Category Archives: Swindon

The Art-Architecture Complex

Swindon gets two mentions in Hal Foster’s new book The Art-Architecture Complex:

Team 4’s Reliance Controls Factory – “a breakthrough structure in Swindon (in southwest England), which the architectural writer Kenneth Powell describes as ‘neither a factory nor an office building nor a research station but a combination of all three.’  The first of many ‘flexible sheds’ that Rogers has designed over the years, the Reliance Controls Factory owed much to the elegant simplicity of the Case Study Houses in Southern California, especially the famous Eames House of 1949.  Yet Rogers was also open to the new Pop and high-tech ideas of the 1960s.” (20-21)

Norman Foster’s Renault Center – “That ‘Foster’ is able to design efficient structures that are also media-friendly is proven: Renault uses its center in Swindon (1980-1982) in the southwest, with its yellow exoskeleton of piers, cables, and canopies, as the backdrop for its UK advertisements (36) […] In such ‘Foster’ designs, both history and nature appear abstracted, even sublimated, and the same might be said of industry.  In the background of these projects one often senses the early jewel of industrial structures, the Crystal Palace by Joseph Paxton for the Great Exhibition in London in 1851.”(47)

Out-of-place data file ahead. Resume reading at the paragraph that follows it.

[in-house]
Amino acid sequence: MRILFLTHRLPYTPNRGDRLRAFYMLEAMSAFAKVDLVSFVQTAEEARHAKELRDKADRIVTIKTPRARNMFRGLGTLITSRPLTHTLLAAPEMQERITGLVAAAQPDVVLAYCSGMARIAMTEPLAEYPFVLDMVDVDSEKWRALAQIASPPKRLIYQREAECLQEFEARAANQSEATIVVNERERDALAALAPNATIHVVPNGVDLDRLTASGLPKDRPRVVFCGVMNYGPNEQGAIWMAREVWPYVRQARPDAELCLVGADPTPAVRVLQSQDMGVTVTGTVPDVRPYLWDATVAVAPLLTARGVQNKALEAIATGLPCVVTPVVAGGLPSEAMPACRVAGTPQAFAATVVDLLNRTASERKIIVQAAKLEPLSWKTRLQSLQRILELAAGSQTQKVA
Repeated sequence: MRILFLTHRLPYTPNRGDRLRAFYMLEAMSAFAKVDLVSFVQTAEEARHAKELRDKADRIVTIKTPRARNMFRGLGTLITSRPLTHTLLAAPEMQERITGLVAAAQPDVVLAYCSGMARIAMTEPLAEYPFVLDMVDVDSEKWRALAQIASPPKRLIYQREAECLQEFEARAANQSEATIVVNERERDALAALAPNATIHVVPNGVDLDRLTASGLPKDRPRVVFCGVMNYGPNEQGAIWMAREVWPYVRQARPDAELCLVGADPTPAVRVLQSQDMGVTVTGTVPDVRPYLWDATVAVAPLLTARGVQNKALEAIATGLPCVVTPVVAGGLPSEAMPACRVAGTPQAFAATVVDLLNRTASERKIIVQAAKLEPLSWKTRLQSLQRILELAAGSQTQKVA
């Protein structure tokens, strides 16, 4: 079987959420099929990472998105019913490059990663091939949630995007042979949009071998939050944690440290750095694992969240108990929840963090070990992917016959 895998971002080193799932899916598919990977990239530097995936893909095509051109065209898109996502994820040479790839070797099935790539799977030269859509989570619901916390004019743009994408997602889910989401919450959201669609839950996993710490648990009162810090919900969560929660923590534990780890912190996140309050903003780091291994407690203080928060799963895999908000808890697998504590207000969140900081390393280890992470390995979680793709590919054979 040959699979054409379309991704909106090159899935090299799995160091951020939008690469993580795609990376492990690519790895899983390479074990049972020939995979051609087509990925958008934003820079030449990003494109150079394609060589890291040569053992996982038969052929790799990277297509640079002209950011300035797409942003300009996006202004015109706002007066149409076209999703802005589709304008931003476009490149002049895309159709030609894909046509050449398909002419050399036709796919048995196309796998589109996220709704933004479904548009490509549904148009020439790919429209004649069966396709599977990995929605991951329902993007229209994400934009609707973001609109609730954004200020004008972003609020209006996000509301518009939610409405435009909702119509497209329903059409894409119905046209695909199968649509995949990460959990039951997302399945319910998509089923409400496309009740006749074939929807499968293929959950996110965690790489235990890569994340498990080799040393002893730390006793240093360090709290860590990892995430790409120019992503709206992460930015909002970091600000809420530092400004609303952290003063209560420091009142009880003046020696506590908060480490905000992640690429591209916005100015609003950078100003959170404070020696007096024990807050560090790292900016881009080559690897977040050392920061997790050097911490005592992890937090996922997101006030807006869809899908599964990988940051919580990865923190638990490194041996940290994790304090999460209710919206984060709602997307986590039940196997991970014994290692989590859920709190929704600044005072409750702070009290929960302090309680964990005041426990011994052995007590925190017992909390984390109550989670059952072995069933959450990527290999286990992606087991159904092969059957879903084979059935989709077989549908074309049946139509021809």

The History of Swindon in Maps

1880

1920

1960

1980

sites 1-5

Midterm – Vincent Calabro

Midterm – Lane Rick

Midterm – JT Bachman

Midterm – Danielle Duryea

 

Midterm – Stephen Gage

Midterm – Christos Bolos

Local fact and fiction

Seven Wonders of Swindon

Swindon Web

Site 02: “I hate the wall.”

In our nostalgic haste to preserve any remnant of a bygone, “glorious” era, have we forgotten the stories behind the artifacts? On site 02, across from the old rail yards, we confronted this question with a man who built his own environment.

The Welsh worker from the Great Western rail yards below currently resides in the residential rows across from the old rail yard, where he has lived for decades. He worked in the rail yard until it closed.

He was stand-offish at first…

but not for long…

We told him we admired the wall across from his house…

“I hate that wall.”
“I built that wall with my hands, and now I have to stare at it everyday.”
“It was hard, the pieces of that wall were stacked by Welsh people, this whole neighborhood. They (the railroad) brought in the people and the stone.”